This is an intelligently constructed, fairly complex drama that deals with the changing social attitudes of England since the 1970s, written from the points of view of three main characters. It opens with Roger, who has written a book about a recently deceased soap star. He meets a young woman who claims to be the soap star's daughter, which opens up old wounds and secrets from four decades before. Roger is forced to face up to his own guilt about his part in the cover up, which involved family friends and a local MP, and deal with the impact of the revelations on his own relationship.
The book covers many decades, with nostalgia-worthy details in each. I was a teenager in the 1970s, and this book did make me think about how far we have moved on in terms of prejudice and 'the permissive society', as it was called back in those days; sometimes for good, sometimes not so much. As the story goes on, suggestions of historic sexual harrassment are uncovered—very topical and sinister.
I found the subject matter quite interesting to read about; after all, soap operas and dramas themselves are so often based around hidden affairs and secret offspring; you can't go far wrong with a bit of family intrigue of this type! I'm afraid, though, that I found it all a bit flat. The main problem was the dialogue; each character used similar vocabulary, tone, mood and rhythms of speech; I kept forgetting who was who because they all spoke in the same way, the dialogue being mostly used to deliver facts, as was much of the narrative, as opposed to telling a compelling story with atmosphere and emotion. A trait I've noticed in many self-published mystery type books with intricate plots is that characters have lengthy conversations in which they discuss the whys and wherefores of a situation, in order to impart chunks of information to the reader, but if the characters have not leapt off the page and become real people, it's hard to care. I also felt that some of the references to social media and popular culture were a little forced.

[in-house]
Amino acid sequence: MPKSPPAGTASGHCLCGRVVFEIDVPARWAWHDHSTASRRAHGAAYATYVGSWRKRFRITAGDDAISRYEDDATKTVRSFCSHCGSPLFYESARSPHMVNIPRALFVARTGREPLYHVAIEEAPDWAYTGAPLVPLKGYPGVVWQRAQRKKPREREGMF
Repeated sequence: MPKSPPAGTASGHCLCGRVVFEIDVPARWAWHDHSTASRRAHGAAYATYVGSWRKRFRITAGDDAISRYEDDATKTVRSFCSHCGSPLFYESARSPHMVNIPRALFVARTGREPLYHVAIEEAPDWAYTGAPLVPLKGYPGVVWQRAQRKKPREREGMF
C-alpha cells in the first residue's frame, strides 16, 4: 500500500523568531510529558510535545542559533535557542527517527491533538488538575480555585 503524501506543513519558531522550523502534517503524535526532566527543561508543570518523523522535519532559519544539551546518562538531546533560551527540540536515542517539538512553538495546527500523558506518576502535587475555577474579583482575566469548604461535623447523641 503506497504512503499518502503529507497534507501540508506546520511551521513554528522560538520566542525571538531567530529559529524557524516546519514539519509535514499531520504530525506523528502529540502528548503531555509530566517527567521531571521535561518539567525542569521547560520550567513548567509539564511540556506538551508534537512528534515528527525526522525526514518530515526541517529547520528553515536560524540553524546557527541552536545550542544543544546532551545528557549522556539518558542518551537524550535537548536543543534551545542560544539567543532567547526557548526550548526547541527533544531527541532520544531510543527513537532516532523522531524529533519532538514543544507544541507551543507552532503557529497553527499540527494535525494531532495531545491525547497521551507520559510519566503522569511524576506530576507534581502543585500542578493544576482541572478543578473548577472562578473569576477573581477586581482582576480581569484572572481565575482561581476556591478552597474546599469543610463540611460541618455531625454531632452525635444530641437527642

Having said all that, the writing did improve when it moved onto the second character, Mabel, and more so again I reached the third, Douglas. The book's other good point was that the plot strands worked together well; I didn't find any inconsistencies or parts that weren't feasible, a huge plus. To sum up - it was just okay for me, but I daresay readers who care more about a carefully constructed plot than character connection would enjoy it more.
Top reviews from other countries
Fast forward 40+ years from the 1970s and Sally has read the book that Roger had written about the deceased Marjory’s life as a famous actress. She seeks Roger out, determined to find out who her father is…
Frank Parker has taken the opportunity to voice many of his own opinions in this book, and expertly weaves in news items from the 1970s to fit in with the story. There are several typos, a sometimes confusing amount of people, and rather a lot of ‘telling instead of showing’, but it’s a good tale and definitely worth four stars.